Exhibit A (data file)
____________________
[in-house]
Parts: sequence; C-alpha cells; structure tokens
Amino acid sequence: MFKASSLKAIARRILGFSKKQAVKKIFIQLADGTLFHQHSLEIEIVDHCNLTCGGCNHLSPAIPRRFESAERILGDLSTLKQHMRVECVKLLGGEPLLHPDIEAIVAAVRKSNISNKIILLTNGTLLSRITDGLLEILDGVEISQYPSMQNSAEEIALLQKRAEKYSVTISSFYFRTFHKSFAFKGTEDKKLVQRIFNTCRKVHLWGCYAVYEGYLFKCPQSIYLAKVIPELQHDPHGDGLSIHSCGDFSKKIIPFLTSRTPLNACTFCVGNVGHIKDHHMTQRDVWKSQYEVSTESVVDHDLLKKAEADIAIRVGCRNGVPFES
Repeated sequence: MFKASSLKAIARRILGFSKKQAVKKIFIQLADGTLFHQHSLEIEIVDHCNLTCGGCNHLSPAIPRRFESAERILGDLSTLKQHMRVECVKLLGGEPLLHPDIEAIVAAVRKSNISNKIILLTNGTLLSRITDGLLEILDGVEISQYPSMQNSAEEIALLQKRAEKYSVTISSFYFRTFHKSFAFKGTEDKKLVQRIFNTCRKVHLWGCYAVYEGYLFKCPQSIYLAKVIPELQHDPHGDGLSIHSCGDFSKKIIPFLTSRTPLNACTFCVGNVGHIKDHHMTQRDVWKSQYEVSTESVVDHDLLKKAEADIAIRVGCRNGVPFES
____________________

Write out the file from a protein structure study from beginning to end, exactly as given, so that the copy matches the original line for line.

[in-house]
Parts: sequence; C-alpha cells; structure tokens
Amino acid sequence: MFKASSLKAIARRILGFSKKQAVKKIFIQLADGTLFHQHSLEIEIVDHCNLTCGGCNHLSPAIPRRFESAERILGDLSTLKQHMRVECVKLLGGEPLLHPDIEAIVAAVRKSNISNKIILLTNGTLLSRITDGLLEILDGVEISQYPSMQNSAEEIALLQKRAEKYSVTISSFYFRTFHKSFAFKGTEDKKLVQRIFNTCRKVHLWGCYAVYEGYLFKCPQSIYLAKVIPELQHDPHGDGLSIHSCGDFSKKIIPFLTSRTPLNACTFCVGNVGHIKDHHMTQRDVWKSQYEVSTESVVDHDLLKKAEADIAIRVGCRNGVPFES
Repeated sequence: MFKASSLKAIARRILGFSKKQAVKKIFIQLADGTLFHQHSLEIEIVDHCNLTCGGCNHLSPAIPRRFESAERILGDLSTLKQHMRVECVKLLGGEPLLHPDIEAIVAAVRKSNISNKIILLTNGTLLSRITDGLLEILDGVEISQYPSMQNSAEEIALLQKRAEKYSVTISSFYFRTFHKSFAFKGTEDKKLVQRIFNTCRKVHLWGCYAVYEGYLFKCPQSIYLAKVIPELQHDPHGDGLSIHSCGDFSKKIIPFLTSRTPLNACTFCVGNVGHIKDHHMTQRDVWKSQYEVSTESVVDHDLLKKAEADIAIRVGCRNGVPFES